Various lines of evidence suggest a mechanistic role for altered cAMP-CREB (cAMP response element - binding protein) signaling in depressive and affective disorders. However, the establishment and validation of human inter-individual differences in this and other major signaling pathways has proven difficult. Here, we describe a novel lentiviral methodology to investigate signaling variation over long periods of time directly in human primary fibroblasts. On a cellular level, this method showed surprisingly large inter-individual differences in three major signaling pathways in human subjects that nevertheless correlated with cellular measures of genome-wide transcription and drug toxicity. We next validated this method by establishing a likely role for cAMP-mediated signaling in a human neuroendocrine response to light – the light-dependent suppression of the circadian hormone melatonin – that shows wide inter-individual differences of unknown origin in vivo. Finally, we show an overall greater magnitude of cellular CREB signaling in individuals with bipolar disorder, suggesting a possible role for this signaling pathway in susceptibility to mental disease. Overall, our results suggest that genetic differences in major signaling pathways can be reliably detected with sensitive viral-based reporter profiling, and that these differences can be conserved across tissues and be predictive of physiology and disease susceptibility.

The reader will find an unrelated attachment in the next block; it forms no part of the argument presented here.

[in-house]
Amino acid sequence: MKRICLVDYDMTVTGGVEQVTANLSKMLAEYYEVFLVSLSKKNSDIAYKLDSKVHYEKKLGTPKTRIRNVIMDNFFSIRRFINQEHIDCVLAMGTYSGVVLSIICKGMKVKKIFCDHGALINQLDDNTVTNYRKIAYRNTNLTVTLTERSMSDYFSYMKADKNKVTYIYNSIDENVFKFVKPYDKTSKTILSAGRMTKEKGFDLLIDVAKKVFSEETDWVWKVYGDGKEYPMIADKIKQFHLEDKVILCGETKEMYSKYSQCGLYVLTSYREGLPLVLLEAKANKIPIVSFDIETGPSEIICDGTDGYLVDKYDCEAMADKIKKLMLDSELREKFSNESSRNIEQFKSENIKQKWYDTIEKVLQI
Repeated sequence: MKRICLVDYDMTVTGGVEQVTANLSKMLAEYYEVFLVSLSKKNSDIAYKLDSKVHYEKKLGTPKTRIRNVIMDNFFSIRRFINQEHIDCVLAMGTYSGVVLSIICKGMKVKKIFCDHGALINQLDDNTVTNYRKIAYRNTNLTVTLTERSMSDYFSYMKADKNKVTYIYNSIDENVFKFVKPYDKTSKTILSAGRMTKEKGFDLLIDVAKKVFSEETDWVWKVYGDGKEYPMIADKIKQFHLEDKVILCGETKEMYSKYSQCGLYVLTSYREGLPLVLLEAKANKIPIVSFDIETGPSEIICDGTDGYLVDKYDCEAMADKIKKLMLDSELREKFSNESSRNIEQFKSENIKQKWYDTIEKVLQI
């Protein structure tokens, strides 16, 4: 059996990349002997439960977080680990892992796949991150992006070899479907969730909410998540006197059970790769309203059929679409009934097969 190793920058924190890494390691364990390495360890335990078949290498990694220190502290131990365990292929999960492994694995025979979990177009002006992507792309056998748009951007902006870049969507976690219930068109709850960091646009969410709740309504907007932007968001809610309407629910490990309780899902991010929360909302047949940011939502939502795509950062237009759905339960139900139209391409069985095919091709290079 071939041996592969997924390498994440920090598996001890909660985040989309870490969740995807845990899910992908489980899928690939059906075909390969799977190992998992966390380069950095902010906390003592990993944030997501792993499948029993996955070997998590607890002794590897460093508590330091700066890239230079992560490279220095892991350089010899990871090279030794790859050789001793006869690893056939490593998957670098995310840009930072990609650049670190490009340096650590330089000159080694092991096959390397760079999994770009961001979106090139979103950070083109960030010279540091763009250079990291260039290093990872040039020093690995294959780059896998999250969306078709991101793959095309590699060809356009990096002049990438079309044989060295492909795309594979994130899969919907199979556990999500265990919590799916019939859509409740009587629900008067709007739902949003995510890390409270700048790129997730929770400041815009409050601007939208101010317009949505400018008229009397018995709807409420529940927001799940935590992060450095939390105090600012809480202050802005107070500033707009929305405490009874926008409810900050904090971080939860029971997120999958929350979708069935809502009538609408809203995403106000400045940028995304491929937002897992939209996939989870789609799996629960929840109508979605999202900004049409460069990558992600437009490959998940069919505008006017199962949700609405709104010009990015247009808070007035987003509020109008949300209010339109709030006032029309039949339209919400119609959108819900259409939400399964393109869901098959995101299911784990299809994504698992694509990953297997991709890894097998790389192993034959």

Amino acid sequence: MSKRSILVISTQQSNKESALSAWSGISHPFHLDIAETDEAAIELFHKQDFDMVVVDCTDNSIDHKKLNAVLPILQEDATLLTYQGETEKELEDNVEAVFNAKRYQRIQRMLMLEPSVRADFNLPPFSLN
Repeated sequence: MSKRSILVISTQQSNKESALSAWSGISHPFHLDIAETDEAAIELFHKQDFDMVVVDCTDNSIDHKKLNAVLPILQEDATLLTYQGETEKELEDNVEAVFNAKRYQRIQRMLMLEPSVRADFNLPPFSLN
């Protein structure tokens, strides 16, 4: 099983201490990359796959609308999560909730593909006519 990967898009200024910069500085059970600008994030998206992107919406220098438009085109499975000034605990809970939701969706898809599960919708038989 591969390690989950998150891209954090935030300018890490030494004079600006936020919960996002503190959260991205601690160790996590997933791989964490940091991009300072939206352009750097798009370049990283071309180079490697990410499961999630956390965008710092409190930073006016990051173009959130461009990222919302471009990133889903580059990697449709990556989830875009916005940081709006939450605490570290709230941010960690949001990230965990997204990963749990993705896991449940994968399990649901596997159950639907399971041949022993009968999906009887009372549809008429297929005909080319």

Alterations in cAMP/CREB and circadian signaling pathways have been implicated previously in bipolar disorder. In this paper, we use a novel lentiviral methodology to investigate signaling variation over long periods of time directly in human primary fibroblasts taken from bipolar and healthy subjects. Our results show that fibroblast cAMP/CREB signaling amplitude correlates with both light-dependent melatonin suppression and susceptibility to bipolar disorder. More generally, our data suggest that genetic differences in major signaling pathways can be reliably unearthed by sensitive viral-based reporter profiling, and that these differences can be conserved across tissues and predictive of neurophysiology and disease susceptibility.